Fifty years ago, getting in touch with other people any distance away was a far cry from the capability we have today. It usually entailed either by sending a letter in the mail or by using the long distance service of a telephone provider from a call box. Or if you were lucky enough to be able to afford a telephone in your own home, you could call a person long distance via the operator at a premium cost.
Today we can see that communications has advanced by incredible amounts to provide virtually complete coverage in many countries for land-line based and mobile networks. Keeping in touch with others has never been so easy, accessible and affordable as it is now.
But what price are we really paying for this incredible level of accessibility with our friends, family and associates in both the business and social worlds that we inhabit? As far as using a land-line based telephone system where the handset is attached to its box of circuitry, there is little or no problem to a person’s health in general (see: healthingeneral.com).
But when we are using hand held mobile devices to make those calls, there are waves of electromagnetic energy that extend beyond the physical handset. These waves are emitted at certain frequencies that could potentially be damaging to our bodies.
Mobile Health Check
The problem was first highlighted well over a decade ago when mobile handsets started to become widespread, but despite the warnings from a number of eminent medical experts, the industry carried on with developing and advancing the technology faster than any opposition could be mustered and set into action.
The upshot is that while the warnings are still being voiced, they are not being heeded. Worse still, they are being ignored by millions of mobile device users who simply don’t see any problem with their communication activities while on the go.
Have We Gone Too Far?
It seems as if we have come too far and opened the bottle that let the genii out, without ever being able to close it again. It also seems as though we have come to the point where we simply can’t put things back to where they can be properly controlled and monitored, because the sheer weight of consumerism will not allow it.
Progress has its price and in the case of the health of users of the communications devices that are everywhere, that price may not appear to be high enough for anyone to want to take any notice of any more. Yet when we hear of rising numbers of illness cases that simply didn’t exist fifty years ago, we have to wonder why this might be.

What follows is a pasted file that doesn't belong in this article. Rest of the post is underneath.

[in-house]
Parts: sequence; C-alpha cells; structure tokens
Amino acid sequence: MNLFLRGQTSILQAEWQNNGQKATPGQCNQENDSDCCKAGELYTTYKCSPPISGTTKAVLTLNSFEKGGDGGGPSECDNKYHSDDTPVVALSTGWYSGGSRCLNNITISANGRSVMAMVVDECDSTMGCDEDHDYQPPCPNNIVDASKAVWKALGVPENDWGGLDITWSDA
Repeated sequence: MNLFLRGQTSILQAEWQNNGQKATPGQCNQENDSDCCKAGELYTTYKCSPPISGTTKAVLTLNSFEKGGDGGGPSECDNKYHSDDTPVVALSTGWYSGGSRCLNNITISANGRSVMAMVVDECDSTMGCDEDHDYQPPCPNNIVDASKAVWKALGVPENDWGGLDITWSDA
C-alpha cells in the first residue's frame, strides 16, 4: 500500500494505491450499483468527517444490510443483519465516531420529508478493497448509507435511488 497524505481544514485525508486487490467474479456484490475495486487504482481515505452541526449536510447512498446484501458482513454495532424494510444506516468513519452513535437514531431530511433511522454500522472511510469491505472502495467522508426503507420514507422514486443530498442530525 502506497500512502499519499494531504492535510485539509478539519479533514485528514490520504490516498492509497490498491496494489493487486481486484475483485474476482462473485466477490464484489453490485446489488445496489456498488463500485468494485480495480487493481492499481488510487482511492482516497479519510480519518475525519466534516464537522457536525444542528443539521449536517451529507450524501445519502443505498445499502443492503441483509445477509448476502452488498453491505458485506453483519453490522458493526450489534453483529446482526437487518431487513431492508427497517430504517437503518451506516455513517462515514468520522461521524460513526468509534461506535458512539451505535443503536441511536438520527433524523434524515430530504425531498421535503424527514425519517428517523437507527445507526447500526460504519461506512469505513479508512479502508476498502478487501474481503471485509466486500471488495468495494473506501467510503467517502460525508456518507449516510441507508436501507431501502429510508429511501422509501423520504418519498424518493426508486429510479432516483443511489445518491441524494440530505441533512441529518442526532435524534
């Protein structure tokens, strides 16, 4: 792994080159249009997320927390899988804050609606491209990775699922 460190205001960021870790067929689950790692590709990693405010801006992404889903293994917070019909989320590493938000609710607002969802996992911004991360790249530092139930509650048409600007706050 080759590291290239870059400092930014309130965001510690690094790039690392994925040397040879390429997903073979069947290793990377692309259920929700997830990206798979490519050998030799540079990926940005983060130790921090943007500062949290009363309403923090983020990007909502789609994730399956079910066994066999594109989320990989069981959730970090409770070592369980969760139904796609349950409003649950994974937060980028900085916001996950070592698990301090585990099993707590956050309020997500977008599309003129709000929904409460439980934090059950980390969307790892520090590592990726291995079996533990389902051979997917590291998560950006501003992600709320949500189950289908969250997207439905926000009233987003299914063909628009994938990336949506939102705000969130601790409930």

There is an old joke about English people communicating in a foreign country: the joke goes that they don’t use any foreign words, they simply talk slowly and shout. There is a certain amount of truth in this piece of observational humor. The British are poor at learning different languages. Indeed all English speaking countries (with the possible exception of Canada) have the same reputation.
Local people on Phangan Island in Thailand have been used to dealing with foreigners for many years now. Many of the people working in the resorts, bars and hotels know a little English. The trick to communicating is to get a feel for the keywords that they are likely to know. It is no use speaking in colloquialisms or a strong idiomatic language. Moreover, it is worth speaking clearly and enuciating in a Thai way. People with strong Scottish accents can have a hard time being understood. Their brogue and the fact that they will say ’wee’ instead of ’small’ confuses Thai people.
Communicating in Koh Phangan, and in Thailand generally, can be made difficult by the fact that people are apt to say ’yes’ when they are confused. It is rude to say ’no’ in Thai. To get round this problem it is often a good idea to avoid yes/no questions as you are liable to get a ’yes’ when the real answer is ’I don’t understand’.
Another useful tip – no matter where you go in the World – is to learn numbers, please, thankyou, how much and hello. Just these few basic words and phrases put people more at rest and make you feel less like a cultural philistine. And who knows you might get into a conversation with a local who really doesn’t speak much English. The desire to communicate and the imagination to overcome the language barrier is a big step in the right direction.